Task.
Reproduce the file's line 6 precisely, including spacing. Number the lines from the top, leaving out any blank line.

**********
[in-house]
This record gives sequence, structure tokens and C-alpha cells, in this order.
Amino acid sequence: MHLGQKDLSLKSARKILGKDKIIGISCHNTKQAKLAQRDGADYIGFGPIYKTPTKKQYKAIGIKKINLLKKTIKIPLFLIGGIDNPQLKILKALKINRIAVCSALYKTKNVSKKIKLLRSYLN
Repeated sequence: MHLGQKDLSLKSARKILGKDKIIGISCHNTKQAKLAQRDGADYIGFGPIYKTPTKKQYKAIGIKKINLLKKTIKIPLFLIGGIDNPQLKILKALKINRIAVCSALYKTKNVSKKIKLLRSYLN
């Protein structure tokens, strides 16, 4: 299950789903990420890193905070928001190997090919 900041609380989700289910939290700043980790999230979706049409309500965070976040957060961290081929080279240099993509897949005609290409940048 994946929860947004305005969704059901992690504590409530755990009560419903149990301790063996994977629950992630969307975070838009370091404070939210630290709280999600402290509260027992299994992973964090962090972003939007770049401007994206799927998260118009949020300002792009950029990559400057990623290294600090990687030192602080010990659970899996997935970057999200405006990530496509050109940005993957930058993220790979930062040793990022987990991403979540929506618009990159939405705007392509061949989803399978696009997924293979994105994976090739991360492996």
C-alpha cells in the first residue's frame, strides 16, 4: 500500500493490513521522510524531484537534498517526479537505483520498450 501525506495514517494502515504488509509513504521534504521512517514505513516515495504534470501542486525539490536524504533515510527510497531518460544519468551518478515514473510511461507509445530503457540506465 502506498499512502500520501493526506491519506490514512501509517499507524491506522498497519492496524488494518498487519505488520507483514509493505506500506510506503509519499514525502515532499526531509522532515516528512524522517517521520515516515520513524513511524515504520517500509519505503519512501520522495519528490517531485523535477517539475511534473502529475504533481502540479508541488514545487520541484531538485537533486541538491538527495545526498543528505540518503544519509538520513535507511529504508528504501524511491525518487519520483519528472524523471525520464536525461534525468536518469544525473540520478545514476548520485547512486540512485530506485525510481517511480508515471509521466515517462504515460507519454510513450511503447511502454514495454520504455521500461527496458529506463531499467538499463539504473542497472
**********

C-alpha cells in the first residue's frame, strides 16, 4: 500500500493490513521522510524531484537534498517526479537505483520498450 501525506495514517494502515504488509509513504521534504521512517514505513516515495504534470501542486525539490536524504533515510527510497531518460544519468551518478515514473510511461507509445530503457540506465 502506498499512502500520501493526506491519506490514512501509517499507524491506522498497519492496524488494518498487519505488520507483514509493505506500506510506503509519499514525502515532499526531509522532515516528512524522517517521520515516515520513524513511524515504520517500509519505503519512501520522495519528490517531485523535477517539475511534473502529475504533481502540479508541488514545487520541484531538485537533486541538491538527495545526498543528505540518503544519509538520513535507511529504508528504501524511491525518487519520483519528472524523471525520464536525461534525468536518469544525473540520478545514476548520485547512486540512485530506485525510481517511480508515471509521466515517462504515460507519454510513450511503447511502454514495454520504455521500461527496458529506463531499467538499463539504473542497472